How Often You Should Clean Your Bathroom Drain by Jesse Bluma




How Often You Should Clean Your Bathroom Drain
Jesse Bluma at Pointe Viven. All rights reserved.





Proper home care is essential to extend the life of plumbing.  Beyond heeding to the warnings of not shoving nails, glue, tacks, paper, and automobile oil down your sink there are a few other things to do.

First, once a week slowly pour a quart of boiling water down the sink.  Of course it is vital to use great care with boiling water.  My plumber recommended this method.  

The second item is the  P-Trap under your sink (pictured above).  Each sink should be connected to a P-Trap, as it keeps sewer gases and rodents from entering from the drain.  If water is not draining from your sink you may need to clean out the U-shaped portion of the P-Trap.  If there is a leak in the P-Trap, then it will need to be replaced.


 


To Clean the U-shaped Pipe or Remove the P-Trap 

The first step before the first step:  Purchase a P-Trap, thread seal tape, bottle-brush, and a plumbing snake.  This will lower the stress level of the non-professional plumber.  No need to make several trips to the store or to have your sink bathroom out of commission for a long time.  

1.  Clean out the area under the sink so you have room to work.
2.  Place a layer of towels under the sink and shutoff valves.
3.  Place a large bucket or pan under the pipes, this will catch water and debris.  Make sure to have an extra pan in case more water comes out of the pipe than expected.
4.  Locate the slip-nuts on the P-Trap and unscrew them by hand.
5.  After the slip-nuts are unscrewed you will then place the U-shaped portion in the bucket and remove any water and debris.  This will require a bottle-brush or maybe a screwdriver.  Do not rinse out the debris into a sink, instead rinse it out over the bucket. 
6.  Place a clean rag into the pipe coming from the wall to prevent sewer gases from coming into your bathroom.
7.  Replace the U-shaped pipe and screw back on by hand.  It is easy to break plastic pipes, that is the frustrating part for the non-professional.  

Move on to step 8 if removing the entire P-Trap 

8.  If the sink is still not draining follow steps 1 through 7 again, then unscrew and remove the pipe leading from the U-shaped pipe to the wall.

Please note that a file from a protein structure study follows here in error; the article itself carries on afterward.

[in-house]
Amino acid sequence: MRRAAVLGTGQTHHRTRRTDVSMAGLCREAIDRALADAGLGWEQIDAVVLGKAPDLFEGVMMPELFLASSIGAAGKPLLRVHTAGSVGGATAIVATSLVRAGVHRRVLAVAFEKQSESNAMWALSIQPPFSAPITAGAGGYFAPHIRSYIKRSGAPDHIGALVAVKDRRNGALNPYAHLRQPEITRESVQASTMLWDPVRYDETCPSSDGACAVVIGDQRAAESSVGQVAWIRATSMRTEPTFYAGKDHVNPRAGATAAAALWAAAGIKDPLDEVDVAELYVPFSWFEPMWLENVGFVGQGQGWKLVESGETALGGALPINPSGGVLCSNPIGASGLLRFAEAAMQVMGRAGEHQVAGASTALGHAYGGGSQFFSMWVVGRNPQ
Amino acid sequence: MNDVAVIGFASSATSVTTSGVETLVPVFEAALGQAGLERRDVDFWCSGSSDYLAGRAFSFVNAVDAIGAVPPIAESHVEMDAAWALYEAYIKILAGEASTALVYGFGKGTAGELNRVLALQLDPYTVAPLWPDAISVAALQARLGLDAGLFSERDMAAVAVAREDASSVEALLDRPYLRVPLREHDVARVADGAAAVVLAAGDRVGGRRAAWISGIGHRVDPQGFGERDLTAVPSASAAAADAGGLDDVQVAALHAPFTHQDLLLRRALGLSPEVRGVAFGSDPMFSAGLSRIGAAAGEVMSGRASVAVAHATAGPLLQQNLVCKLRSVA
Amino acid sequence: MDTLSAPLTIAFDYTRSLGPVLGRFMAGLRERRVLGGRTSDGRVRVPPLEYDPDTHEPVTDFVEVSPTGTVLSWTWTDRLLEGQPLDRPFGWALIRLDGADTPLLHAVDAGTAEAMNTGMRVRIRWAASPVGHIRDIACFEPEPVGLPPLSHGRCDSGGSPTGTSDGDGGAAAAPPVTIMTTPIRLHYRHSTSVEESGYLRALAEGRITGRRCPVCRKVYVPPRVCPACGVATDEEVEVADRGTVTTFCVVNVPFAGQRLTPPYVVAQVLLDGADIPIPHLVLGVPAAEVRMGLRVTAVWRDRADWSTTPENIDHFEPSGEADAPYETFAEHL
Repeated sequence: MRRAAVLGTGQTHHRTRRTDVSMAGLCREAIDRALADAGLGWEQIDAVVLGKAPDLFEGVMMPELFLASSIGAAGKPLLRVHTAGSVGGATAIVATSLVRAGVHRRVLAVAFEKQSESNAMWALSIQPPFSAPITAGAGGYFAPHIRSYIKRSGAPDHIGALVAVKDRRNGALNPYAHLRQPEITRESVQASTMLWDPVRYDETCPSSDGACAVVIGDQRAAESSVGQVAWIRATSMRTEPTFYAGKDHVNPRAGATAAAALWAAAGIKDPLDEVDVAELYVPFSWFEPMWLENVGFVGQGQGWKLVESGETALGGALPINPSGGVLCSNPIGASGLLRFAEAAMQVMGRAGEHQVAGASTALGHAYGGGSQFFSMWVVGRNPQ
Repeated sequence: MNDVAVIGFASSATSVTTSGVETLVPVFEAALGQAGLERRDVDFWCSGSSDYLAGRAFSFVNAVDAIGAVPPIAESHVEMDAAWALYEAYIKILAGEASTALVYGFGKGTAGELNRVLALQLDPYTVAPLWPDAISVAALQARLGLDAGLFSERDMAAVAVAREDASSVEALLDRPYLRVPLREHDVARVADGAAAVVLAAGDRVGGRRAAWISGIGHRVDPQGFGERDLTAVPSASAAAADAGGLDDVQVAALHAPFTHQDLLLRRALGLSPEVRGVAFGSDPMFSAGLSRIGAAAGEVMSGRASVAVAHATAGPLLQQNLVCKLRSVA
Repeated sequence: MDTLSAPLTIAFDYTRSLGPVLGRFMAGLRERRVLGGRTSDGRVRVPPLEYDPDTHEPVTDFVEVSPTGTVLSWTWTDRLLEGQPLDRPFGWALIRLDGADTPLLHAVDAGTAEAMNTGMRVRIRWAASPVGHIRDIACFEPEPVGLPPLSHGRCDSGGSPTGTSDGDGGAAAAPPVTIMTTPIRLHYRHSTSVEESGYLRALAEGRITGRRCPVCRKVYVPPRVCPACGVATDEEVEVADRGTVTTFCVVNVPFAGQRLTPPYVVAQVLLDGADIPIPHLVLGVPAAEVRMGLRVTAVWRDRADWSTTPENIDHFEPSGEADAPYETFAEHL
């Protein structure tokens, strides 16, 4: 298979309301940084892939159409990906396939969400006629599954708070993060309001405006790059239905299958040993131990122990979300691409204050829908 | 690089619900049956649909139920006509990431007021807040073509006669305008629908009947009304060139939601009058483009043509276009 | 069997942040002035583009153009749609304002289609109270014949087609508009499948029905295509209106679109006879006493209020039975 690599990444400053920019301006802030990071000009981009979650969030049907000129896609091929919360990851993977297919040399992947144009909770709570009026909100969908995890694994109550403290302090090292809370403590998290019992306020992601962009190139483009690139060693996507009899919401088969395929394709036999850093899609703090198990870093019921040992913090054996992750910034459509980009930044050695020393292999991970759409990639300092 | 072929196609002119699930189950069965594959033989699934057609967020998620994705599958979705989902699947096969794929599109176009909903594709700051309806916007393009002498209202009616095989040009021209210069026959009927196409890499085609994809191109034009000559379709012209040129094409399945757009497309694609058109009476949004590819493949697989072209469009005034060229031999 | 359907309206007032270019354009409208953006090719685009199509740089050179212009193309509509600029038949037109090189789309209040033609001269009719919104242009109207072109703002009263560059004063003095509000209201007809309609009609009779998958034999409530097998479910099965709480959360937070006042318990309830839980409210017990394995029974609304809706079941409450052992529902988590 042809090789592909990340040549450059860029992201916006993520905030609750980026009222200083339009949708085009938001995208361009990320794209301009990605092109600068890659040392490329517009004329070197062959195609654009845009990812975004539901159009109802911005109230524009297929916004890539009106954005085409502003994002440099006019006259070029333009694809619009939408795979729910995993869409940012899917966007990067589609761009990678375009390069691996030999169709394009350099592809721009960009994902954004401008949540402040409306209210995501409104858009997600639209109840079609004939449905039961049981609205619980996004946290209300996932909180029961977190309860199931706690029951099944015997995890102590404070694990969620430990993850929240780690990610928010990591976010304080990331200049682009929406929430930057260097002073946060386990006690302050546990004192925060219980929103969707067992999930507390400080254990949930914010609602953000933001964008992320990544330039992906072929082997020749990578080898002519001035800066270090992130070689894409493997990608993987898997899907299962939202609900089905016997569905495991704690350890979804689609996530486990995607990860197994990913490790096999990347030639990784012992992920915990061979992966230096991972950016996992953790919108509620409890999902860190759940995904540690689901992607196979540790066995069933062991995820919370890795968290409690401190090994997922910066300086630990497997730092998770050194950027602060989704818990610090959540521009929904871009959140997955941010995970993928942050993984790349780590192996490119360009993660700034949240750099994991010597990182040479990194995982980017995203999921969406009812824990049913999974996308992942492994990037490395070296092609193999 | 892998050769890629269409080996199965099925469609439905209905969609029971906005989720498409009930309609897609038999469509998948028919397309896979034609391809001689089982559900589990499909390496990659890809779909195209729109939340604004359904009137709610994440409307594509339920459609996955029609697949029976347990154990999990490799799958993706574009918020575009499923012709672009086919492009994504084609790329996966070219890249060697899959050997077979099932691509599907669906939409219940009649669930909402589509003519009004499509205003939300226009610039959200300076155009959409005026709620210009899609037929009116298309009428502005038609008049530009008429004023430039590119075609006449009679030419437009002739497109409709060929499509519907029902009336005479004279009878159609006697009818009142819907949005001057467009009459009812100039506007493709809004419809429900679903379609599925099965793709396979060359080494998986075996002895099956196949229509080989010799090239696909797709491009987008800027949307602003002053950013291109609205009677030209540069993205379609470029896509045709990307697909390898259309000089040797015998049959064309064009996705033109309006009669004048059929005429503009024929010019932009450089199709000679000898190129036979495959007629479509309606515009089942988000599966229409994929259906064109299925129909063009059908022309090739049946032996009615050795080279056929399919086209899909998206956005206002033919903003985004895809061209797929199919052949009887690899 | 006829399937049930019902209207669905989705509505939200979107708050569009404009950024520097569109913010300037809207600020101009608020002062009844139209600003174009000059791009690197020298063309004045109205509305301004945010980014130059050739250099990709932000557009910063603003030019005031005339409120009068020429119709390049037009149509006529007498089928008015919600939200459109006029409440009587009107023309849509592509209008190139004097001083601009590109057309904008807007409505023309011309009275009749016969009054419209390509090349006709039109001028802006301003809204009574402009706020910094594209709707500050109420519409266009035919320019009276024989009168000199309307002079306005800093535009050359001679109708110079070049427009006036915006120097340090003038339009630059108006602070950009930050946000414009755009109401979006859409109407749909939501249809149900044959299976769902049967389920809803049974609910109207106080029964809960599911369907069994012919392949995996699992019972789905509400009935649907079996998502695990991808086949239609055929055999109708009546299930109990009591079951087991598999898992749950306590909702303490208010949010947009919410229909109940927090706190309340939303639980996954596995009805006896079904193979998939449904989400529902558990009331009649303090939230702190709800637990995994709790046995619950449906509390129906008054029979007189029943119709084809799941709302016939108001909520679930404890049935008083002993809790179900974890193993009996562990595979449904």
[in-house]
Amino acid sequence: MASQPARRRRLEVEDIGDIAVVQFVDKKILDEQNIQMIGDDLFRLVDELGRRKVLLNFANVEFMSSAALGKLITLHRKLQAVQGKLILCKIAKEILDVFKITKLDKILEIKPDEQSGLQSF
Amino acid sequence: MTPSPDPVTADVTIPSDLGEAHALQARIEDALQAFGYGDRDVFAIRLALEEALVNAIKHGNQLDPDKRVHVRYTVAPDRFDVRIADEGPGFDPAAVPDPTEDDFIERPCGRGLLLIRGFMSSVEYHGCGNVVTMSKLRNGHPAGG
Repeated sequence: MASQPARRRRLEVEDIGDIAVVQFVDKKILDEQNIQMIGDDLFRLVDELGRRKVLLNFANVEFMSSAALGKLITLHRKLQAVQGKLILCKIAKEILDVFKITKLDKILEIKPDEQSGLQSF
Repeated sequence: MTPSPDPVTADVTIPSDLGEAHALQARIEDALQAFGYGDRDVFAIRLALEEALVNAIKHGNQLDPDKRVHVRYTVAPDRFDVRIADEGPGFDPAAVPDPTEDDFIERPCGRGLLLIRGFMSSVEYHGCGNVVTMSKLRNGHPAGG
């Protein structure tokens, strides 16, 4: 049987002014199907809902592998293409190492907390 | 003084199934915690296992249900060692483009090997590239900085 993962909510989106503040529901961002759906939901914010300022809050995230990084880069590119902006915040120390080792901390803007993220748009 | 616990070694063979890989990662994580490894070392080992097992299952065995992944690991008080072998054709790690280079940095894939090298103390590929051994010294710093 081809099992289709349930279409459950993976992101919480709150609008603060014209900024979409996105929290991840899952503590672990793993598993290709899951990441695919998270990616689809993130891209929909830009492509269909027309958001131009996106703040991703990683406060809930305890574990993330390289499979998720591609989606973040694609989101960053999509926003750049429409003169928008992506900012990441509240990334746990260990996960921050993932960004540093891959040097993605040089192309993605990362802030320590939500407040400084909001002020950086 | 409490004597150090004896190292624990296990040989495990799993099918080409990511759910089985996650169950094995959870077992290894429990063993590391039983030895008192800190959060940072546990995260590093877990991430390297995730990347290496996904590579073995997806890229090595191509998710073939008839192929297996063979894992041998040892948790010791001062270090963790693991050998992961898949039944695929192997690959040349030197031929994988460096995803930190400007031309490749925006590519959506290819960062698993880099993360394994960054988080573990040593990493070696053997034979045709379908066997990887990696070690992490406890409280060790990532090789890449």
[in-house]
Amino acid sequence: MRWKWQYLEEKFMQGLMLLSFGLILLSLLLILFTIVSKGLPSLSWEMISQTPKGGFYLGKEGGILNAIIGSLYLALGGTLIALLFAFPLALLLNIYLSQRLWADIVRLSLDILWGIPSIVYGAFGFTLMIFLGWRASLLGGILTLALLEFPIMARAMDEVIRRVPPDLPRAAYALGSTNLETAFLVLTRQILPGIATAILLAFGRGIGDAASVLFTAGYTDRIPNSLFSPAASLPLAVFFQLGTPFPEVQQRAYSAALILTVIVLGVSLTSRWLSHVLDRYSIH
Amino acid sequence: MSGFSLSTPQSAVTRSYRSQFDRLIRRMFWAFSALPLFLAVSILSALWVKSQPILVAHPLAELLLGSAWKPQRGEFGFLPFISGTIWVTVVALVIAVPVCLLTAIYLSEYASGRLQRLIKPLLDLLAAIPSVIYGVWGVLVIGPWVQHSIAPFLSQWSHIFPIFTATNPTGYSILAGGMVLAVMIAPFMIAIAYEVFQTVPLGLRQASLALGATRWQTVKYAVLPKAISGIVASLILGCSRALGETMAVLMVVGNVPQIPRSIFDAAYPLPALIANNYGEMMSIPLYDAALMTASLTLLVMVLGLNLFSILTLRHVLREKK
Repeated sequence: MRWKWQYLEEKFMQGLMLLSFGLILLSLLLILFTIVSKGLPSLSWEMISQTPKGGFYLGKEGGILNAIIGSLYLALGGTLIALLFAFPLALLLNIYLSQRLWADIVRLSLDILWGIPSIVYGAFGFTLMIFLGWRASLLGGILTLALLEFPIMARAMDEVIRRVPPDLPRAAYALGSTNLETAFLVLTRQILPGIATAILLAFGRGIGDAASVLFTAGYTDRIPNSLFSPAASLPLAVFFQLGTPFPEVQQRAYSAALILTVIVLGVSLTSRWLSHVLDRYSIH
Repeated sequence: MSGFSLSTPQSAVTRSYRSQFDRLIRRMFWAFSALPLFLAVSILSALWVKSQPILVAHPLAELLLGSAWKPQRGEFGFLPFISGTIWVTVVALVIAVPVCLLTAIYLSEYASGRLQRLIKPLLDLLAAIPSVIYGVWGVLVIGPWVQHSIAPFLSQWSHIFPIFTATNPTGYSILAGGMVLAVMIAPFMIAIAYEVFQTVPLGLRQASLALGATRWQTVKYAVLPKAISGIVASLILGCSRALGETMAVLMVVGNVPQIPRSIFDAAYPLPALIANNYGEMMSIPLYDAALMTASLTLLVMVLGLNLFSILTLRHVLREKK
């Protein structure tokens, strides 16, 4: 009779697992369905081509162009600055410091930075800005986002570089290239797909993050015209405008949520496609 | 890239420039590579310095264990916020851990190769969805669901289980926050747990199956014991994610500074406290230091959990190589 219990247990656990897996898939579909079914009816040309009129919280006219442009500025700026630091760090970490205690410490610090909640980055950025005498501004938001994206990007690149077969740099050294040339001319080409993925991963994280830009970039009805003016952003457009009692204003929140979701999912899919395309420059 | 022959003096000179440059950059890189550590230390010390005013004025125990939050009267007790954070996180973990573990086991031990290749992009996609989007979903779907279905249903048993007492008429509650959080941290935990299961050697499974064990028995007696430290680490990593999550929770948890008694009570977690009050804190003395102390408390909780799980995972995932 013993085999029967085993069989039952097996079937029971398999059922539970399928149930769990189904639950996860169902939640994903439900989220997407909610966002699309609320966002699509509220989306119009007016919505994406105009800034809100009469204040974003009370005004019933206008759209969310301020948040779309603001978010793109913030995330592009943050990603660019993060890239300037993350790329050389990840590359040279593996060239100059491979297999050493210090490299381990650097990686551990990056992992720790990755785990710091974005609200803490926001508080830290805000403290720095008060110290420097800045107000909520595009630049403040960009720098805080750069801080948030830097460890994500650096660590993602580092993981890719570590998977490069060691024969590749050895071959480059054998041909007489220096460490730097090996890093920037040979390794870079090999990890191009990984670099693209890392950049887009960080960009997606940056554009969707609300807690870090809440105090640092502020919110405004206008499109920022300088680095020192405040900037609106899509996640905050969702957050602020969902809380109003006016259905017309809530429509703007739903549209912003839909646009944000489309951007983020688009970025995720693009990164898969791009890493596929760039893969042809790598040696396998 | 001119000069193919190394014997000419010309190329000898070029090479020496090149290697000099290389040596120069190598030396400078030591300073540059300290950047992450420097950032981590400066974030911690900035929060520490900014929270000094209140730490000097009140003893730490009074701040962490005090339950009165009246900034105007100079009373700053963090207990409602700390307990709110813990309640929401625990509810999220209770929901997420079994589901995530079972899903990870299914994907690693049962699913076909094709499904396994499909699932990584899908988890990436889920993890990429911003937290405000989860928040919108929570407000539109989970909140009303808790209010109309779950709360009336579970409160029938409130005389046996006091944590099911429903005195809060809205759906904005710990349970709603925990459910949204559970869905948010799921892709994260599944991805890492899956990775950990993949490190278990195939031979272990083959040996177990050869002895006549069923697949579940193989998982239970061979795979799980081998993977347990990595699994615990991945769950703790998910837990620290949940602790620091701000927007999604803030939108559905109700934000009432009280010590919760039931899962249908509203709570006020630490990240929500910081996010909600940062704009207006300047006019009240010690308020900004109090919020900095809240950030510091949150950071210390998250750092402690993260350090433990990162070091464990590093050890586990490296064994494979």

9.  Inspect for any other clogs to remove leading to the wall.
10.  Put the pipes back together or place a new P-Trap on, tighten the slip nuts by hand, and test for leaks.  Sometimes thread seal tape is needed before screwing the pipes back on under the sink.  If this does not work it may be time to snake the drain.
11.  Follow the manufacturer's instructions to snake the pipe.  Caution:  If you have another sink on the other side of the wall in your home, condominium, or apartment, use the snake slowly and have someone monitor the sink on the other side.  Sometimes snakes can go through to the neighboring pipes.
12.  If this process does not clear the drain it is probably time for a plumber.




*Reminder:  Take a moment right now to mark your calendar with the day each week you will flush the drain with a quart of boiling water.  This is also essential to demonstrate to your older children, nieces, nephews, and grandchildren.  A good thing to know for when they move into their own place.








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Credit:  bathroom-kitchen-faucets.com

2 comments:

  1. Thanks for sharing this wonderful tips that will really help us a lot.

    emergency expert plumbers

    ReplyDelete
  2. The first step before the first step: Purchase a P-Trap, thread seal tape, bottle-brush, and a plumbing snake. This will lower the stress level of the ... drainauger.blogspot.com

    ReplyDelete

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